Red Sonja, a Soviet spy, infiltrates the X-plane programs at Edwards AFB as a test pilot’s administrative clerk, learns about freedom, and is redeemed.


These are the steps I use to write a novel:


1.      Design the initial scene

2.      Develop a theme statement (initial setting, protagonist, protagonist’s helper or antagonist, action statement)

a.       Research as required

b.      Develop the initial setting

c.       Develop the characters

d.      Identify the telic flaw (internal and external)

3.      Write the initial scene (identify the output: implied setting, implied characters, implied action movement)

4.      Write the next scene(s) to the climax (rising action)

5.      Write the climax scene

6.      Write the falling action scene(s)

7.      Write the dénouement scene


Would you like to write a novel that a publisher will consider?  Would you like to write a novel that is published?  How about one that sells?  You need to find a new and inviting idea and produce an entertaining novel.  I like to use the term unique.  Another way to look at this is fresh or new.  The standard love story won’t cut it.  You need a perspective that is based in the timeless, but that expands into the less used or unused.  Finding this niche is like developing a paper for a science Ph.D.  You need to know your genre and the world of popular literature well.  That is why I can write, don’t do vampire or zombie novels.  Any touch of the undead might mean death for your writing ambitions.  On the other hand, I’m not an idea chaser and I don’t advocate chasing the newest idea in the field.  For example, after every disaster, some brave writer is casing the field to produce a novel based on the incident.  That’s an idea chaser.  If you can’t determine your own unique niche, you can borrow one from the popular sphere.  Like I wrote, I don’t recommend this as a strategy.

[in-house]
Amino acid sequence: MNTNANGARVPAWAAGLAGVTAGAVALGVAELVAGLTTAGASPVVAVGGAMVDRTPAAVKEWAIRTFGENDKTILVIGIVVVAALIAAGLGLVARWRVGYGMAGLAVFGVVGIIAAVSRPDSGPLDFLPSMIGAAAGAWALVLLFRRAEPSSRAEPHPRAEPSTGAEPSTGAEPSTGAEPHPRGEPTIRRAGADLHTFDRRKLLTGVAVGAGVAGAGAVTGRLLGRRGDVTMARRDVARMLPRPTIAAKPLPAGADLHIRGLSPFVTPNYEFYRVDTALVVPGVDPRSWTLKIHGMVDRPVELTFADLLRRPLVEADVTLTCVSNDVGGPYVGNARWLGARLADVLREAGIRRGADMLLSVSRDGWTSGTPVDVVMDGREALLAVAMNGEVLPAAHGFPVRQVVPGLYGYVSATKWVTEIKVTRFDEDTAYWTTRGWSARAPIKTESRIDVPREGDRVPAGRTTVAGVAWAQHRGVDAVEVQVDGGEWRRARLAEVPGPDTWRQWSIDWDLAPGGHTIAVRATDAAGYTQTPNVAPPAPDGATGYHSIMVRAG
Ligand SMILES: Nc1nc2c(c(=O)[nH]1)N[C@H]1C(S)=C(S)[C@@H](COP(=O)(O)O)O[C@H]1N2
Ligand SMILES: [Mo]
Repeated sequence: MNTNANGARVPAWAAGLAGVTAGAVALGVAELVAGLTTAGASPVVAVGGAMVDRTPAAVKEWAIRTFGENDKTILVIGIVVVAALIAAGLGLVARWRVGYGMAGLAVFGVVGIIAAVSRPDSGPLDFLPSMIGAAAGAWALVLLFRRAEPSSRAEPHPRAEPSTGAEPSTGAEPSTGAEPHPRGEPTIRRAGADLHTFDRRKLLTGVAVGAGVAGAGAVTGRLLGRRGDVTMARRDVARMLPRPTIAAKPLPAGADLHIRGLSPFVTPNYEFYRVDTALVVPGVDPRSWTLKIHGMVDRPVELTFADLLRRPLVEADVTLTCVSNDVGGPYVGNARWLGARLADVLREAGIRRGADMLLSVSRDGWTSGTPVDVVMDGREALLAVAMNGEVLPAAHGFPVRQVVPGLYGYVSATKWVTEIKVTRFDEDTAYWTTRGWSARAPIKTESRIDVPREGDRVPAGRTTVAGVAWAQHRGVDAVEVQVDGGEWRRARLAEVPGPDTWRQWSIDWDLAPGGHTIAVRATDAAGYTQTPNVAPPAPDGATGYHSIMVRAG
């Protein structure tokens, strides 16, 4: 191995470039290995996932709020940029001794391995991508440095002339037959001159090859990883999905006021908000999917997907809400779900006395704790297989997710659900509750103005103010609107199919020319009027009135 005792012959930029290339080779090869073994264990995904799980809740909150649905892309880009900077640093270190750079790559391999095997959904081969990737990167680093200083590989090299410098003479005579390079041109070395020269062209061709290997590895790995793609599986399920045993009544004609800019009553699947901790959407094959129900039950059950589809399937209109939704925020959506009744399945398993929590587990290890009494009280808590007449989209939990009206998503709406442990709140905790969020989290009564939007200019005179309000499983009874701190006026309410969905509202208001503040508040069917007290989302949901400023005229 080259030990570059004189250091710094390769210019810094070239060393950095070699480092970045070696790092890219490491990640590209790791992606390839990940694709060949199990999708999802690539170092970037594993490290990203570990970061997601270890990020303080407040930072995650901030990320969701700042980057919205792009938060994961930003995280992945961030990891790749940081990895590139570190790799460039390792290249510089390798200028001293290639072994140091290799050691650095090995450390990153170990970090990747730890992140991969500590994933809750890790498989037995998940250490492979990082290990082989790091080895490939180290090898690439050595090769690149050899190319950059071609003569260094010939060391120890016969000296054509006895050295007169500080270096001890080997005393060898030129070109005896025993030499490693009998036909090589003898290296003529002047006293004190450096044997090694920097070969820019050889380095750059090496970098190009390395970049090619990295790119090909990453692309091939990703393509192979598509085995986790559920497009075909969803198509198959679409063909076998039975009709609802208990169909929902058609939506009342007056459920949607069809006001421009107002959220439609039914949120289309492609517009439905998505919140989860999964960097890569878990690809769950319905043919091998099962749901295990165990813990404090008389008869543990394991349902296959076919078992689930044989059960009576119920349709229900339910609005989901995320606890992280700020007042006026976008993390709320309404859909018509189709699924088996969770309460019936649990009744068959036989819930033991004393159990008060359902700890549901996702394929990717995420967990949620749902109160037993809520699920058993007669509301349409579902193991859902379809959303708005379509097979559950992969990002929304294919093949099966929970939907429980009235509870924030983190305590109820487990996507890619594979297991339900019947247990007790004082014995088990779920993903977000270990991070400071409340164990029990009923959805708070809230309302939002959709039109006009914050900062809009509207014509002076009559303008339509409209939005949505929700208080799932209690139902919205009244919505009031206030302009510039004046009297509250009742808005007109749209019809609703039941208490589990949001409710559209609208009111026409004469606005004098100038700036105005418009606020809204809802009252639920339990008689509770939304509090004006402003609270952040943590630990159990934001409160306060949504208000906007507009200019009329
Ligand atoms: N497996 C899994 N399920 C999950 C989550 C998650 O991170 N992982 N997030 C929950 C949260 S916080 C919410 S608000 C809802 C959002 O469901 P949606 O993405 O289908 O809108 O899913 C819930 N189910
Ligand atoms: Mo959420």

Then how does an author find his unique niche with unique and entertaining ideas?  This the question of all art.  You could ask: how does the artist produce a program of related works?  Authors are the same as artists.  For example, I write science fiction and historical fiction.  My historical fiction has a twist.  The twist is related to the supernatural.  I fit supernatural elements into basic history.  In doing so, I don’t distort the history, but rather, I accentuate it.  It is a means and method I use in my historical fiction to make it more realistic.  I put history into the words of individuals who have truly seen history.  At the same time, I provide a redemptive theme in history.  A redemptive theme is a theme where the protagonist has a great change from bad to good or immoral to moral.  These are the elements and focus of the unique vision of my historical fiction.  My science fiction is unique in a different way.    


More tomorrow.

For more information, you can visit my author site, and my individual novel websites:

fiction, theme, plot, story, storyline, character development, scene, setting, conversation, novel, book, writing, information, study, marketing, tension, release, creative, idea, logic